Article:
WE ARE A MAGAZINE ABOUT LAW AND JUSTICE | AND THE DIFFERENCE BETWEEN THE TWO
May 24 2022
WE ARE A MAGAZINE ABOUT LAW AND JUSTICE | AND THE DIFFERENCE BETWEEN THE TWO

Met suffers from ‘culture of bullying’ and misogyny, says watchdog

Met suffers from ‘culture of bullying’ and misogyny, says watchdog

Emergency lights, Etolane, Flickr under Creative Comms,

The Metropolitan Police suffered from ‘a culture of bullying’ and misogyny, according to a police watchdog which identified ‘often highly sexualised’ and violent language between officers passed off as ‘banter‘.  The investigation by the Independent Office for Police Conduct (IOPC) focused on the conduct of police officers at Charing Cross police station following concerns in the wake of Black Live Matters and the murder of Sarah Everard.

Examples of ‘banter‘ cited in the report included ‘numerous messages about rape and raping each other‘ as well as homophobic comments and examples of ‘toxic masculinity‘. Evidence of bullying and harassment included ‘demeaning and intimidating actions‘ towards police officers on probation ‘such as beckoning them with a bell, and threats to cut their hair and belongings‘; women being sexually harassed or treated as a ‘weary female‘ when speaking out about the behaviour of male colleagues

Operation Hotton comprised a series of nine investigations mainly focused officers at Charing Cross station over concerns about misogyny and violence against girls and women. Both issues went to ‘the very heart of public confidence in policing‘. wrote Sal Naseem, regional director of the independent office for police conduct in his forward to the learning report. He continued: ‘Policing in the UK is by consent, which means the trust and confidence that the public has in the police service is critical. The behaviours we uncovered risk causing serious damage to that relationship.’

The police watchdog made a series of recommendations including that the Met publicly commit to ‘a position of zero tolerance on bullying and harassment‘. One police officer was referred to as ‘macrapey rape person‘ in a WhatsApp exchange. When officers were asked to provide an explanation for the nickname, one said there were ‘rumours about him bringing a woman back to the police station to have sex with‘; and another said it’s related to him ‘harassing them [women], getting on them, do you know what I mean, being like, just a dick‘. Others reported it relate to his ‘particular fondness of IC3 and IC4’ – the identity code used by the police to describe a person’s appearance ethnicity, black and Asian respectively.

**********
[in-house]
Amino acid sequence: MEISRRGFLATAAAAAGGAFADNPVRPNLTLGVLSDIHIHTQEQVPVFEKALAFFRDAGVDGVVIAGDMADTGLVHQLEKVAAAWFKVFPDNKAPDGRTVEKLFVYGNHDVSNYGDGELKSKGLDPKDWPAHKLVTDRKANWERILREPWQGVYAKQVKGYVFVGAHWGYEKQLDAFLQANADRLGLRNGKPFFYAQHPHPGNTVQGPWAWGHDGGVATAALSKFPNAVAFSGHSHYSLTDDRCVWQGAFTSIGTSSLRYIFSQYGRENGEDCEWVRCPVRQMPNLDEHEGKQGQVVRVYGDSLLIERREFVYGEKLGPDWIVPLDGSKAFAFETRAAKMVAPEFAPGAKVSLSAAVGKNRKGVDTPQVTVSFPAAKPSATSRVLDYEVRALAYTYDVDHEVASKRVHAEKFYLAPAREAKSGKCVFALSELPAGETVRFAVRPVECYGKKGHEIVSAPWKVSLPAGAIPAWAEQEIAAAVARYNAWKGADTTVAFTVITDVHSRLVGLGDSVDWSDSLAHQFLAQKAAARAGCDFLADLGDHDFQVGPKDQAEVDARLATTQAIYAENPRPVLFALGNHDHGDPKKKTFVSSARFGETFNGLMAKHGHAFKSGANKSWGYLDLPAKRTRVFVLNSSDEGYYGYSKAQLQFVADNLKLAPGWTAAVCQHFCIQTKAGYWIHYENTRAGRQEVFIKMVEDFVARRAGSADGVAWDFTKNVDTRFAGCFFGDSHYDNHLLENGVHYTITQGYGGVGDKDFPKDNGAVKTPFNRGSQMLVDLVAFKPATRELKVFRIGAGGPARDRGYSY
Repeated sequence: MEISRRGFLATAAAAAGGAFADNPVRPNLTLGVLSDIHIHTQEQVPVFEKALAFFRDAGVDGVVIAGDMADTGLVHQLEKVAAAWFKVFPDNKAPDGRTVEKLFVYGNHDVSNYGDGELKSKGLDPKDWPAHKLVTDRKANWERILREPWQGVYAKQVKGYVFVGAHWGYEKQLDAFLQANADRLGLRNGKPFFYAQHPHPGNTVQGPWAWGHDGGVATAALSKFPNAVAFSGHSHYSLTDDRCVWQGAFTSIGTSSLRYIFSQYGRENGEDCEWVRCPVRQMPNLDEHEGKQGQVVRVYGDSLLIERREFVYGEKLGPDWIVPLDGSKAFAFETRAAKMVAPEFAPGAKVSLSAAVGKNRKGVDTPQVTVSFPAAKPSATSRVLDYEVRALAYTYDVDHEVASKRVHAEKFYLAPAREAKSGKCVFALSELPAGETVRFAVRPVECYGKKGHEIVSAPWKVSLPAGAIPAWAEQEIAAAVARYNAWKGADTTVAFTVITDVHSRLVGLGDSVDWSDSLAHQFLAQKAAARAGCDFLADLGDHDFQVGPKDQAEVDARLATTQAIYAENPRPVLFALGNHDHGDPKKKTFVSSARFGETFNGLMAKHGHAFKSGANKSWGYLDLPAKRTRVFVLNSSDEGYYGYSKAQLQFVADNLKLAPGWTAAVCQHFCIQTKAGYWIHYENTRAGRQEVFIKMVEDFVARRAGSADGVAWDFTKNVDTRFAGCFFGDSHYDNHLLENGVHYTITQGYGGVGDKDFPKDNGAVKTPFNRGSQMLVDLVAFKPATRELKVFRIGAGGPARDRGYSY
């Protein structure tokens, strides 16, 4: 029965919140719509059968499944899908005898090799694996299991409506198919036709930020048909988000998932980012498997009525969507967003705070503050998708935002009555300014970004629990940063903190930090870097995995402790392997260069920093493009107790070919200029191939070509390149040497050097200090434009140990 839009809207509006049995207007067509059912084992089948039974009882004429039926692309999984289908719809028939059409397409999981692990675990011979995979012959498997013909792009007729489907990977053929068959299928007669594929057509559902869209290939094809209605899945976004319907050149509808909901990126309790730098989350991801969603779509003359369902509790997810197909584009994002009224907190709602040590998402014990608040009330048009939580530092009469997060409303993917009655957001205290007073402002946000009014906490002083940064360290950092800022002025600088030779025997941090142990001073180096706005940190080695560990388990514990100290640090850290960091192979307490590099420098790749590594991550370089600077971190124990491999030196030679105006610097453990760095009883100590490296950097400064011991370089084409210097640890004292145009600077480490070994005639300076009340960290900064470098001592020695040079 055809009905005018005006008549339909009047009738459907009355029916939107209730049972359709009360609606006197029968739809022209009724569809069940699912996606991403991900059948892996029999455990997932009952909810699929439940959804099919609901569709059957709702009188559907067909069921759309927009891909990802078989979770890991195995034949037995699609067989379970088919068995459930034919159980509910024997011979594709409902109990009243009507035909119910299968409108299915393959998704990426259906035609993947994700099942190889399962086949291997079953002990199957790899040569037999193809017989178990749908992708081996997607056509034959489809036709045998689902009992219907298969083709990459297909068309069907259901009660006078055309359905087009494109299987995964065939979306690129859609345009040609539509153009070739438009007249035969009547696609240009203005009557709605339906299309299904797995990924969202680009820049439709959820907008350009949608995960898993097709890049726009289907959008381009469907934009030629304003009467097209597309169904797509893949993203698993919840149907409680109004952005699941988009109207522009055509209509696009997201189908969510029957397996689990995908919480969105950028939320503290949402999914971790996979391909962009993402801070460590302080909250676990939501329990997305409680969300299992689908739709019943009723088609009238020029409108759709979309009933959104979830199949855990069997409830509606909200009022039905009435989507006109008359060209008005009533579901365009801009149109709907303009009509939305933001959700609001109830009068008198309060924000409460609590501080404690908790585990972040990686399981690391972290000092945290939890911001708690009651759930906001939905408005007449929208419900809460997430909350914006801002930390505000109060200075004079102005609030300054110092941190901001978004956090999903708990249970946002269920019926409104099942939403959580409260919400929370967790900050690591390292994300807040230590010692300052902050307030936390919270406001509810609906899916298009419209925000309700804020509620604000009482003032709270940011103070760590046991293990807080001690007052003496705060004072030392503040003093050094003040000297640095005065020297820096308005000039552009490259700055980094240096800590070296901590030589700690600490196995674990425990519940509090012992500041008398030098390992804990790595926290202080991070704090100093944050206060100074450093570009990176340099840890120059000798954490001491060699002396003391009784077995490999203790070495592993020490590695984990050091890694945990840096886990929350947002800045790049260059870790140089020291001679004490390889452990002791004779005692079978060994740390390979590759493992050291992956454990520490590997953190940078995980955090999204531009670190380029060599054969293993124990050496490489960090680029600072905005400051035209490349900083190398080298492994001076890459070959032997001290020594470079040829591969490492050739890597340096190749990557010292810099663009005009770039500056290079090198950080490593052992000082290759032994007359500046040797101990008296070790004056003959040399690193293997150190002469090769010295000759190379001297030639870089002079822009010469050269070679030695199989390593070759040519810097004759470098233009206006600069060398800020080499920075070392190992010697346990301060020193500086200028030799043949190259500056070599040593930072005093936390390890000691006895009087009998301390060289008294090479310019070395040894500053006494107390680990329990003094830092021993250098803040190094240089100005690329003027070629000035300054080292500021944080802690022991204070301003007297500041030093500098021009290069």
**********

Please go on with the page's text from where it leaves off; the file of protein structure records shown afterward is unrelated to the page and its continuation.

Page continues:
The report compiled ‘numerous messages about domestic violence, plus sexually explicit, misogynistic and demeaning conversations’, including the following WhatsApp conversation:

Officer 1: “I fucking need to take my bird out, won’t see her until next Saturday. Then I have to work. Promised to take her out the Friday after. Making it up to her from when I backhanded her” 

Officer 2: “Grab her by the pussy” 

Officer 1: “You ever slapped your missus?… It makes them love you more. Seriously since I did that she won’t leave me alone. Now I know why these daft cunts are getting murdered by their spastic boyfriends. Knock a bird about and she will love you. Human nature. They are biologically programmed to like that shit.’ 

Black and Asian police officers told the watchdog that they were ostracised. ‘We found messages that evidenced repeated mocking of non-Christian religions, the Black Lives Matter movement, people with disabilities, racism and homophobia.’ The report cite the following comment as an illustration: ‘My dad kidnapped some African children and used them to make dog food.’

Meanwhile BBC Newsnight last night featured the case of a Rastafarian woman left naked in a police. Yvonne Farrell said she was ‘humiliated’ after sitting naked in a cell for three hours following her arrest by Hertfordshire Police.

She successfully sued for wrongful arrest, receiving an apology and £45,000 in compensation. ‘There needs to be a wider examination of how current structures and working practices shape police culture and how minorities – and sadly many women – are treated,’ Sir Peter Fahy, the former chief of Greater Manchester Police told the BBC.

She had been arrested after she sat on her partner’s car in Stevenage when a tow truck arrived to take it away in August 2018. When she refused to give her name at the police station, she was taken to a cell where a CCTV camera monitors the detainee at all times where she was asked to remove her clothing with a replacement ‘crop top and hot pants’ left in the cell.

‘I’m a 50-plus-year-old woman and a Rastafarian. Where are they going, giving me those items of clothing? I called them back and I said, “Listen, this is not suitable clothing. I need something long to cover”,’ she told the BBC.


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